Postal Updates

By Bill McAllister, Washington Correspondent

Postmaster General Brennan outlines plan for USPS financial stability

January 21, 2016 01:23 PM

  • Retaining the current postage rates was one of the key elements of a plan Postmaster General Megan Brennan laid before the Senate Homeland Security and Government Affairs Committee at a Jan. 21 hearing.

By Bill McAllister, Washington Correspondent

Faced with continued opposition in Congress, the United States Postal Service has dropped its plan to end to Saturday mail deliveries, but it wants lawmakers to keep the 49¢ stamp in place.

Retaining the current postage rates was one of the key elements of a plan Postmaster General Megan Brennan laid before the Senate Homeland Security and Government Affairs Committee at a Jan. 21 hearing.

Making her first appearance before a congressional committee, Brennan outlined a four-point plan she said was endorsed by major stakeholders in the mailing community that could make the Postal Service financially stable in five years.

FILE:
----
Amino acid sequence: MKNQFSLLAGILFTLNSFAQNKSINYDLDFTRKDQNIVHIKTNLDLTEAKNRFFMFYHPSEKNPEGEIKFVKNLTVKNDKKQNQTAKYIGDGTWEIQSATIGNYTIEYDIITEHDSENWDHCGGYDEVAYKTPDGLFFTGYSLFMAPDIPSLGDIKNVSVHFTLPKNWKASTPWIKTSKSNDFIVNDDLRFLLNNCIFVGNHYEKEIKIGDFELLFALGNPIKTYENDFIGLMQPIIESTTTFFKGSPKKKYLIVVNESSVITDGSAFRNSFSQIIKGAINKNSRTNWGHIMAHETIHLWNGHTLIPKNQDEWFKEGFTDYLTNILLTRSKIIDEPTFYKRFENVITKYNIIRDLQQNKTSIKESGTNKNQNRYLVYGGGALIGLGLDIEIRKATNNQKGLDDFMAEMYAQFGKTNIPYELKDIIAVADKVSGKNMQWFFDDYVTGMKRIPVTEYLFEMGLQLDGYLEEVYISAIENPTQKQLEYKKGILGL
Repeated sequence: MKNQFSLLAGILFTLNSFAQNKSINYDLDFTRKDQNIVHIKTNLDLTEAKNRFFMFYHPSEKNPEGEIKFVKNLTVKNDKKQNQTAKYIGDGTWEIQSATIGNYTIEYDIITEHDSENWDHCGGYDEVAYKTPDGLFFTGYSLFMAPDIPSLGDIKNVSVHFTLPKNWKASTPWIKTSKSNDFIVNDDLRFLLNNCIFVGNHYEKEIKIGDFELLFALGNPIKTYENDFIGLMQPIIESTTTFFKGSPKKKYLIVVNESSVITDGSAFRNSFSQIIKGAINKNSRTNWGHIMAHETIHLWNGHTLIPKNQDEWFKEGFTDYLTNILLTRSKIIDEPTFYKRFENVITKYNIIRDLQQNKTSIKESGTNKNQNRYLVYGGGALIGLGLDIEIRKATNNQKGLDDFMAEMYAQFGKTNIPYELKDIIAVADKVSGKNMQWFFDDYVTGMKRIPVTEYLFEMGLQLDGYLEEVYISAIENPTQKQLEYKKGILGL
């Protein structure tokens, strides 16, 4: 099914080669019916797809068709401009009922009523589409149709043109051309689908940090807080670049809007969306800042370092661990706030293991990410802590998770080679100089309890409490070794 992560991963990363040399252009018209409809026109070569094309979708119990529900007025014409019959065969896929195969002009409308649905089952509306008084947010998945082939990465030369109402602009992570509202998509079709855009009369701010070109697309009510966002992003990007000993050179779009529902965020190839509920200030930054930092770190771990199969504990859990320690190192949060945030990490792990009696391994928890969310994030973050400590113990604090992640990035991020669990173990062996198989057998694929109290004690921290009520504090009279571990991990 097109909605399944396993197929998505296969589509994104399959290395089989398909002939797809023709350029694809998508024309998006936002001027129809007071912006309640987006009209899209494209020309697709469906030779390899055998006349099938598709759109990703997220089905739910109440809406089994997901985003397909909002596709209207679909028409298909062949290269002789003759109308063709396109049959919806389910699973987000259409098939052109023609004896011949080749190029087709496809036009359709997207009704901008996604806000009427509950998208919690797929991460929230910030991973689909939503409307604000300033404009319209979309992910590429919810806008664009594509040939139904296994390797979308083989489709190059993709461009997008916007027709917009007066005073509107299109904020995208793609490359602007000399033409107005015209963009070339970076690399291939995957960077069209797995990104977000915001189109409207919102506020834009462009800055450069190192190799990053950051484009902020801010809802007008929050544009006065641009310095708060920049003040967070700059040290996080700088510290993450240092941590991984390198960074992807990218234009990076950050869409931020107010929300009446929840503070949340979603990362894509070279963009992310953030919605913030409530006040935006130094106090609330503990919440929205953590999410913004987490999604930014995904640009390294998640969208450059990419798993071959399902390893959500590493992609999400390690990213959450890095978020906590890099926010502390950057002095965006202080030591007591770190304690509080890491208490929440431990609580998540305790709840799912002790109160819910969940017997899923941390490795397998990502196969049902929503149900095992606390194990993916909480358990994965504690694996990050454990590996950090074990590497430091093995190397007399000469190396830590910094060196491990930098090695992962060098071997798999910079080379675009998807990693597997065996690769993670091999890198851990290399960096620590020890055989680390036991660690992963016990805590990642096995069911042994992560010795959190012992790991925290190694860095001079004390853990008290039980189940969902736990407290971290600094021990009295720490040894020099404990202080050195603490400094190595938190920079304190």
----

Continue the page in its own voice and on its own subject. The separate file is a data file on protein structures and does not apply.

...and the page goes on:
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In addition to keeping the current stamp rates, that plan would give the USPS increased authority to provide new products, recalculate retiree benefits, and make Medicare the primary health carrier for postal retirees, thus cutting the Postal Service’s costs.

If the current emergency postal rates are allowed to continue past their planned expiration early this year, Brennan said the USPS can put in place an estimated $27 billion in cost reductions that will give the USPS stability despite continued losses of first-class mail.

Both Brennan and other witnesses at the hearing urged the committee to move quickly on their request.

“The time is now,” she said repeatedly.

Committee chairman Ron Johnson, R-Wis., endorsed efforts to resolve the Postal Service’s prolonged financial problems.

“We have to solve this,” he said as he went over a balance sheet showing the Postal Service’s debt problems.

His support could be critical to getting a relief bill through the Senate.

Prospects for passage in the House, which has not scheduled hearings on the Postal Service’s financial problems, are unclear.